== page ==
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Cybersecurity & Data Protection 2018
EXPERT GUIDE
www.corporatelivewire.com
20 21December 2017 December 2017
Expert guide: Cybersecurity & Data Protection 2018
Over the last decade there has been an increasing fo-
cus on cyber incidents. As the legal landscape evolves,
companies have started to realise that there is a need
to steer risk managers towards reviewing and adapt-
ing their strategies to bear in mind cyber risks.
Taking the classic risk management repertoire (risk
acceptance, avoidance, limitation and transfer) as a
base, strategies have evolved from a responsive ap-
proach to a more proactive one.
In addition, today’s aggressive polymorphic cyber
risks have forced risk managers to consider “cyber
resilience”; a concept that is rapidly gaining recogni-
tion within the community.
Cyber resilience is the ability to continuously con-
duct business despite adverse cyber incidents. Peo-
ple are still confusing security (which is a static but
nevertheless important risk mitigation element)
with resilience, “the ability to prepare for and adapt to
changing conditions and withstand and recover rap-
idly from disruptions.”1
After talking it over with many Executive Directors,
CISOs, Risk Managers and hackers, I am convinced
that the appropriate and relevant balance between
security (prevention, detection, correction) and re-
silience (anticipation, adaptation, readiness) must be
struck by companies when considering cyber threats.
In this article, I have included a mix of what I con-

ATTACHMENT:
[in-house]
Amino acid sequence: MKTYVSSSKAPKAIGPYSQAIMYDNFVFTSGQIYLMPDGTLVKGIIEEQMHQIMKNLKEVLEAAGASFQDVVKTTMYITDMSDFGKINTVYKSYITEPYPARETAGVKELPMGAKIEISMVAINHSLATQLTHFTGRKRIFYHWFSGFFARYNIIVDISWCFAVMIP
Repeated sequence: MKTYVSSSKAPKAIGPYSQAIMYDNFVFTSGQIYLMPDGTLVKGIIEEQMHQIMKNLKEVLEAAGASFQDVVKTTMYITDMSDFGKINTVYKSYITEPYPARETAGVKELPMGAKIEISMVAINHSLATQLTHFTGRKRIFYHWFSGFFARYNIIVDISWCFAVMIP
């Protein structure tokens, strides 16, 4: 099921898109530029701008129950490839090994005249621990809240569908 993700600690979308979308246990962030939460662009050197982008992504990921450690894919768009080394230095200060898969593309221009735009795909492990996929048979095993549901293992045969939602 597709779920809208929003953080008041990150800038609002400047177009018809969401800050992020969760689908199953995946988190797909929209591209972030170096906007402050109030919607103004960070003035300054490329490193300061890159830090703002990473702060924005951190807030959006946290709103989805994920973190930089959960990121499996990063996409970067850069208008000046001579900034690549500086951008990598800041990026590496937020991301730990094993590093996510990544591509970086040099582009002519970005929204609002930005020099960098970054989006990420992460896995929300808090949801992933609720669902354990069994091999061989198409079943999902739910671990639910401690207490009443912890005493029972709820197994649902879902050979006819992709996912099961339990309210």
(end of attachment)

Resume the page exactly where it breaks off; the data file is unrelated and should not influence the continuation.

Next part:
Finally, a smart and flexible patch management pro-
cess is also a key preventative element as it allows
the company to secure its perimeter and as such, de-
creases the opportunities for malicious actors to gain
access to the company’s network.
In a nutshell, preventative solutions are useful as
they can reduce the likelihood of an event occur-
ring. Companies should invest appropriately in these
types of measures.
“Make the hacker’s life hell!”
But what if someone gets into your system?
In this case, to minimise potential loss and damage,
another complementary strategy would be to set up
relevant protective elements that limit the impact of
potential human errors or make any cyber intrusion
more difficult to carry out.
sider to be today’s relevant and complimentary strat-
egies for minimising loss and damages in relation to
any type of cyber incident.
“Prevention is better than cure!”
Like a boxer twisting to avoid his opponent’s jabs,
the best strategy to minimise loss and damage aris-
ing from cyber events is to avoid them!
The importance of this strategy is often underesti-
mated, yet it is one of the most relevant when want-
ing to reduce cyber security incidents related to hu-
man error. For Cyence2
“most cyber events are driv-
en by human and behavioural factors” so we easily
understand how dedicated trainings and awareness
campaigns (IT security, data management, social
engineering risks...) could have a positive impact on
such a dramatic trend.
Being consistent and involving all employees is also
vital, so having, sharing and regularly reviewing an